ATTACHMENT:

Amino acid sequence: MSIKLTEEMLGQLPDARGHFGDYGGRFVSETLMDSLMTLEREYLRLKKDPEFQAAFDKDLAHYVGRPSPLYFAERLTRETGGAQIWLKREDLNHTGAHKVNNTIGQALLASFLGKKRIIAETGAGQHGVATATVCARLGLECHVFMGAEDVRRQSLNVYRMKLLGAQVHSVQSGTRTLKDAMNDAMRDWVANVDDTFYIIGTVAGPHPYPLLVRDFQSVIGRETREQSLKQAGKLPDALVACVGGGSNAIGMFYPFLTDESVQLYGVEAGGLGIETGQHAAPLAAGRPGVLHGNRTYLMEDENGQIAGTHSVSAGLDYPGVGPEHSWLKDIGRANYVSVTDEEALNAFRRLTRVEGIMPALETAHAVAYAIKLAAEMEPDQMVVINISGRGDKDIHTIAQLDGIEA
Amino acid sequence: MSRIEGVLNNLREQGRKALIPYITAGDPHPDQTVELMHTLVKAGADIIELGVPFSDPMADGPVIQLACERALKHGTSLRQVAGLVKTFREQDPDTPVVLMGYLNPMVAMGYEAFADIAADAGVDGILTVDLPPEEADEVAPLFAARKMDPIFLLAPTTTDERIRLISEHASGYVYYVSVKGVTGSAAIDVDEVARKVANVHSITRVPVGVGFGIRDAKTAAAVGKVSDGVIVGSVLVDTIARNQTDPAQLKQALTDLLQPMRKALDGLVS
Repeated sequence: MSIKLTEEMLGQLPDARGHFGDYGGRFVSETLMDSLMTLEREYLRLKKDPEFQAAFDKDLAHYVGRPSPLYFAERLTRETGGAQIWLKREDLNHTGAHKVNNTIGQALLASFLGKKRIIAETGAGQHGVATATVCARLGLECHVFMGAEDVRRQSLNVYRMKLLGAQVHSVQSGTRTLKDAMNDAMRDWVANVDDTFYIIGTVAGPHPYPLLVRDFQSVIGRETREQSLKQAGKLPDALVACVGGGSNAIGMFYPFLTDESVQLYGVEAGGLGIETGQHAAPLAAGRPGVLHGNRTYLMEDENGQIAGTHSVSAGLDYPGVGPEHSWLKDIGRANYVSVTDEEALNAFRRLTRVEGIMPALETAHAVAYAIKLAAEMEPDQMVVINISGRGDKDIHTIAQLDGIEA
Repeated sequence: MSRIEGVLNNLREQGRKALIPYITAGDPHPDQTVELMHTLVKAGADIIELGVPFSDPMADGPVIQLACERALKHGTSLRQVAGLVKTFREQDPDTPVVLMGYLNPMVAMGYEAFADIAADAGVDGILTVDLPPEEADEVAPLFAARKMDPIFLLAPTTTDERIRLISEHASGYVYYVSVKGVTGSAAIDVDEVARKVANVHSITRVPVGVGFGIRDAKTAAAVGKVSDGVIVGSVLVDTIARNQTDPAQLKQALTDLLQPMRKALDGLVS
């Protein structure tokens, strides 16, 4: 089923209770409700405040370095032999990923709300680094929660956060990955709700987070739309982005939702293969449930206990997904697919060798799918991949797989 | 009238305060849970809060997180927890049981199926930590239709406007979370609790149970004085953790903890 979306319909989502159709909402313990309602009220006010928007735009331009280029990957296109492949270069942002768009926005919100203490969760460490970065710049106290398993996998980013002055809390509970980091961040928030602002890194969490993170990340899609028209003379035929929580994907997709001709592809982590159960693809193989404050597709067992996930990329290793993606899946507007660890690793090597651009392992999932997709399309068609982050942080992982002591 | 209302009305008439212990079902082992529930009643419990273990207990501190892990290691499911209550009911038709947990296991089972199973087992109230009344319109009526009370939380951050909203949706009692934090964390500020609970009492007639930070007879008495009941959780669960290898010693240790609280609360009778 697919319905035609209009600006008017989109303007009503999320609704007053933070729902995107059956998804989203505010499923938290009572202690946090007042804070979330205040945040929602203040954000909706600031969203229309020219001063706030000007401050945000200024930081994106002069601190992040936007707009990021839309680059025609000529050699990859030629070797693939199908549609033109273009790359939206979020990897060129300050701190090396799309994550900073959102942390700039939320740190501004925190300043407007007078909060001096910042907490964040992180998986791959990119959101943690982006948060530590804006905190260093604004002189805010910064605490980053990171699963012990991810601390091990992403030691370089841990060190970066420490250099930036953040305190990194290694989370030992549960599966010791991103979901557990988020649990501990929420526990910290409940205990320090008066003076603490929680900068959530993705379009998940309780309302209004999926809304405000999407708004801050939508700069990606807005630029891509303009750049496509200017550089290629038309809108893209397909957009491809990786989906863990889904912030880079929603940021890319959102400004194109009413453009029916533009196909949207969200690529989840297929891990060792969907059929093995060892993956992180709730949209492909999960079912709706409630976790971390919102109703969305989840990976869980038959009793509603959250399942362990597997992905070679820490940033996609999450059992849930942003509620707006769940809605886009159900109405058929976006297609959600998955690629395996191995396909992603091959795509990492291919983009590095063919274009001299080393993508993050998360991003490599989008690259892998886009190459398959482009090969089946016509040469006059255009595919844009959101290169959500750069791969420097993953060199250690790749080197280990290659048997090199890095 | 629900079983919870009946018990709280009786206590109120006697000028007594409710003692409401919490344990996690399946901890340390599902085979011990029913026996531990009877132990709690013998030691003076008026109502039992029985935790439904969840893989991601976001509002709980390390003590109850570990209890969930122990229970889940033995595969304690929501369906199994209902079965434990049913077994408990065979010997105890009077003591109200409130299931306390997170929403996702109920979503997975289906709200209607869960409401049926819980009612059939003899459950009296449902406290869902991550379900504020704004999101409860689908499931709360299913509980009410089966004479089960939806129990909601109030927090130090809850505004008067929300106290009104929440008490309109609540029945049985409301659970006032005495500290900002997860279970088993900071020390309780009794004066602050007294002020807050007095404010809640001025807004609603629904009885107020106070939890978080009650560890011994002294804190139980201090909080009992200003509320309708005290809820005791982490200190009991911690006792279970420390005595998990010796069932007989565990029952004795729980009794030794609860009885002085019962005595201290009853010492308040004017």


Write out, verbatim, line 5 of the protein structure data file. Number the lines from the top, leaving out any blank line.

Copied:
């Protein structure tokens, strides 16, 4: 089923209770409700405040370095032999990923709300680094929660956060990955709700987070739309982005939702293969449930206990997904697919060798799918991949797989 | 009238305060849970809060997180927890049981199926930590239709406007979370609790149970004085953790903890 979306319909989502159709909402313990309602009220006010928007735009331009280029990957296109492949270069942002768009926005919100203490969760460490970065710049106290398993996998980013002055809390509970980091961040928030602002890194969490993170990340899609028209003379035929929580994907997709001709592809982590159960693809193989404050597709067992996930990329290793993606899946507007660890690793090597651009392992999932997709399309068609982050942080992982002591 | 209302009305008439212990079902082992529930009643419990273990207990501190892990290691499911209550009911038709947990296991089972199973087992109230009344319109009526009370939380951050909203949706009692934090964390500020609970009492007639930070007879008495009941959780669960290898010693240790609280609360009778 697919319905035609209009600006008017989109303007009503999320609704007053933070729902995107059956998804989203505010499923938290009572202690946090007042804070979330205040945040929602203040954000909706600031969203229309020219001063706030000007401050945000200024930081994106002069601190992040936007707009990021839309680059025609000529050699990859030629070797693939199908549609033109273009790359939206979020990897060129300050701190090396799309994550900073959102942390700039939320740190501004925190300043407007007078909060001096910042907490964040992180998986791959990119959101943690982006948060530590804006905190260093604004002189805010910064605490980053990171699963012990991810601390091990992403030691370089841990060190970066420490250099930036953040305190990194290694989370030992549960599966010791991103979901557990988020649990501990929420526990910290409940205990320090008066003076603490929680900068959530993705379009998940309780309302209004999926809304405000999407708004801050939508700069990606807005630029891509303009750049496509200017550089290629038309809108893209397909957009491809990786989906863990889904912030880079929603940021890319959102400004194109009413453009029916533009196909949207969200690529989840297929891990060792969907059929093995060892993956992180709730949209492909999960079912709706409630976790971390919102109703969305989840990976869980038959009793509603959250399942362990597997992905070679820490940033996609999450059992849930942003509620707006769940809605886009159900109405058929976006297609959600998955690629395996191995396909992603091959795509990492291919983009590095063919274009001299080393993508993050998360991003490599989008690259892998886009190459398959482009090969089946016509040469006059255009595919844009959101290169959500750069791969420097993953060199250690790749080197280990290659048997090199890095 | 629900079983919870009946018990709280009786206590109120006697000028007594409710003692409401919490344990996690399946901890340390599902085979011990029913026996531990009877132990709690013998030691003076008026109502039992029985935790439904969840893989991601976001509002709980390390003590109850570990209890969930122990229970889940033995595969304690929501369906199994209902079965434990049913077994408990065979010997105890009077003591109200409130299931306390997170929403996702109920979503997975289906709200209607869960409401049926819980009612059939003899459950009296449902406290869902991550379900504020704004999101409860689908499931709360299913509980009410089966004479089960939806129990909601109030927090130090809850505004008067929300106290009104929440008490309109609540029945049985409301659970006032005495500290900002997860279970088993900071020390309780009794004066602050007294002020807050007095404010809640001025807004609603629904009885107020106070939890978080009650560890011994002294804190139980201090909080009992200003509320309708005290809820005791982490200190009991911690006792279970420390005595998990010796069932007989565990029952004795729980009794030794609860009885002085019962005595201290009853010492308040004017």